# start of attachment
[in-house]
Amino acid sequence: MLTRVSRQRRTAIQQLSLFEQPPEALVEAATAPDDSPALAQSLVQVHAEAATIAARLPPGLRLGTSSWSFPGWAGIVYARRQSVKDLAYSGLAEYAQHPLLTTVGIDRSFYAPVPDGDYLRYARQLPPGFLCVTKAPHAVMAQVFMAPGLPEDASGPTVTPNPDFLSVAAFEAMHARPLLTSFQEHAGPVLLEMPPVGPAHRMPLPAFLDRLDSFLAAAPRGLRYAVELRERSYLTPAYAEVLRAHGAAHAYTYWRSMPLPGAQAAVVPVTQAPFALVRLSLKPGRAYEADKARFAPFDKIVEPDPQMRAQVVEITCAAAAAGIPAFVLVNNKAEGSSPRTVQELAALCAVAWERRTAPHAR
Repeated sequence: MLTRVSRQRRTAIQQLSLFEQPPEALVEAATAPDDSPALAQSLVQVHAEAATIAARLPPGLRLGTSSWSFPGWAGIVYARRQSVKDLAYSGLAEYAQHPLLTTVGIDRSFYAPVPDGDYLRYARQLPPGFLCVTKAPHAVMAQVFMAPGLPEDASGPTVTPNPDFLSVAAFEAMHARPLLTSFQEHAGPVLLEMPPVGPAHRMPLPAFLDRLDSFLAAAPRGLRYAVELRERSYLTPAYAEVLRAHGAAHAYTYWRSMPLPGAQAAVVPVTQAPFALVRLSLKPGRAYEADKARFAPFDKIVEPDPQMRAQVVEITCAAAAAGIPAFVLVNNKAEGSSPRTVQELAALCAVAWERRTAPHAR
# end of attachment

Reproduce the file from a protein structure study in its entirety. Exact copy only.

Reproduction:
[in-house]
Amino acid sequence: MLTRVSRQRRTAIQQLSLFEQPPEALVEAATAPDDSPALAQSLVQVHAEAATIAARLPPGLRLGTSSWSFPGWAGIVYARRQSVKDLAYSGLAEYAQHPLLTTVGIDRSFYAPVPDGDYLRYARQLPPGFLCVTKAPHAVMAQVFMAPGLPEDASGPTVTPNPDFLSVAAFEAMHARPLLTSFQEHAGPVLLEMPPVGPAHRMPLPAFLDRLDSFLAAAPRGLRYAVELRERSYLTPAYAEVLRAHGAAHAYTYWRSMPLPGAQAAVVPVTQAPFALVRLSLKPGRAYEADKARFAPFDKIVEPDPQMRAQVVEITCAAAAAGIPAFVLVNNKAEGSSPRTVQELAALCAVAWERRTAPHAR
Repeated sequence: MLTRVSRQRRTAIQQLSLFEQPPEALVEAATAPDDSPALAQSLVQVHAEAATIAARLPPGLRLGTSSWSFPGWAGIVYARRQSVKDLAYSGLAEYAQHPLLTTVGIDRSFYAPVPDGDYLRYARQLPPGFLCVTKAPHAVMAQVFMAPGLPEDASGPTVTPNPDFLSVAAFEAMHARPLLTSFQEHAGPVLLEMPPVGPAHRMPLPAFLDRLDSFLAAAPRGLRYAVELRERSYLTPAYAEVLRAHGAAHAYTYWRSMPLPGAQAAVVPVTQAPFALVRLSLKPGRAYEADKARFAPFDKIVEPDPQMRAQVVEITCAAAAAGIPAFVLVNNKAEGSSPRTVQELAALCAVAWERRTAPHAR